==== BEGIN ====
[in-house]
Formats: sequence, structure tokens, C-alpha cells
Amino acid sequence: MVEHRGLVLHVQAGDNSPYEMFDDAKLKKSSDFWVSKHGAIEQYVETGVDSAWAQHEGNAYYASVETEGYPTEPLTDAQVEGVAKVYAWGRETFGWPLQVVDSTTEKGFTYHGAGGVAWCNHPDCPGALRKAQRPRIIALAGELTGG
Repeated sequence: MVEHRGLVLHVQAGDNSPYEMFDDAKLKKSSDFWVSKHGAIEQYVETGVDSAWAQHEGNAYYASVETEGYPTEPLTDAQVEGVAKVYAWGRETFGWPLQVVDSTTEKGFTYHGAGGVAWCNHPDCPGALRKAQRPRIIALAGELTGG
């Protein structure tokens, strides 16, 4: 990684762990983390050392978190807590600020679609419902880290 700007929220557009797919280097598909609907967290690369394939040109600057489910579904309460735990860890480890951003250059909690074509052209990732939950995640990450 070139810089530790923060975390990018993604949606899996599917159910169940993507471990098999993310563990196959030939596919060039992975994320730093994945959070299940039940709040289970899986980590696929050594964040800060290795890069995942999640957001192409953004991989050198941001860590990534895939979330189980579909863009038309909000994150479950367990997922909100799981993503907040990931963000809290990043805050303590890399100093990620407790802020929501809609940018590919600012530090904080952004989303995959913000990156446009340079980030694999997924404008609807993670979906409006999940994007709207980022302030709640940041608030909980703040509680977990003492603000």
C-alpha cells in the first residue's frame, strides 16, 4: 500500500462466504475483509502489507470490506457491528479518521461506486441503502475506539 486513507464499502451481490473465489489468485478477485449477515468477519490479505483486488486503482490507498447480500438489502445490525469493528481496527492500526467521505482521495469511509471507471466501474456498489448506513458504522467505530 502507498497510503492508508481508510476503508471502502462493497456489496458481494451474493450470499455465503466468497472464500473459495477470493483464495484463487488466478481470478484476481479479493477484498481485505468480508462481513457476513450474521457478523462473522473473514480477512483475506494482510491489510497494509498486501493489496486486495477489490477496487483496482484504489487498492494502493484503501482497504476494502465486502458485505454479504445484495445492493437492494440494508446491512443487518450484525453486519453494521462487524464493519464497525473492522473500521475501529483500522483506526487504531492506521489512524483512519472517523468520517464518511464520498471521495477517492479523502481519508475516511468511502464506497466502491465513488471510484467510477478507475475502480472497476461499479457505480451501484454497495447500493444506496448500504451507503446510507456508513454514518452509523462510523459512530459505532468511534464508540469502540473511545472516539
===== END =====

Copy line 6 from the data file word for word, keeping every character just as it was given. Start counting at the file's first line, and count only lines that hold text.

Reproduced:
C-alpha cells in the first residue's frame, strides 16, 4: 500500500462466504475483509502489507470490506457491528479518521461506486441503502475506539 486513507464499502451481490473465489489468485478477485449477515468477519490479505483486488486503482490507498447480500438489502445490525469493528481496527492500526467521505482521495469511509471507471466501474456498489448506513458504522467505530 502507498497510503492508508481508510476503508471502502462493497456489496458481494451474493450470499455465503466468497472464500473459495477470493483464495484463487488466478481470478484476481479479493477484498481485505468480508462481513457476513450474521457478523462473522473473514480477512483475506494482510491489510497494509498486501493489496486486495477489490477496487483496482484504489487498492494502493484503501482497504476494502465486502458485505454479504445484495445492493437492494440494508446491512443487518450484525453486519453494521462487524464493519464497525473492522473500521475501529483500522483506526487504531492506521489512524483512519472517523468520517464518511464520498471521495477517492479523502481519508475516511468511502464506497466502491465513488471510484467510477478507475475502480472497476461499479457505480451501484454497495447500493444506496448500504451507503446510507456508513454514518452509523462510523459512530459505532468511534464508540469502540473511545472516539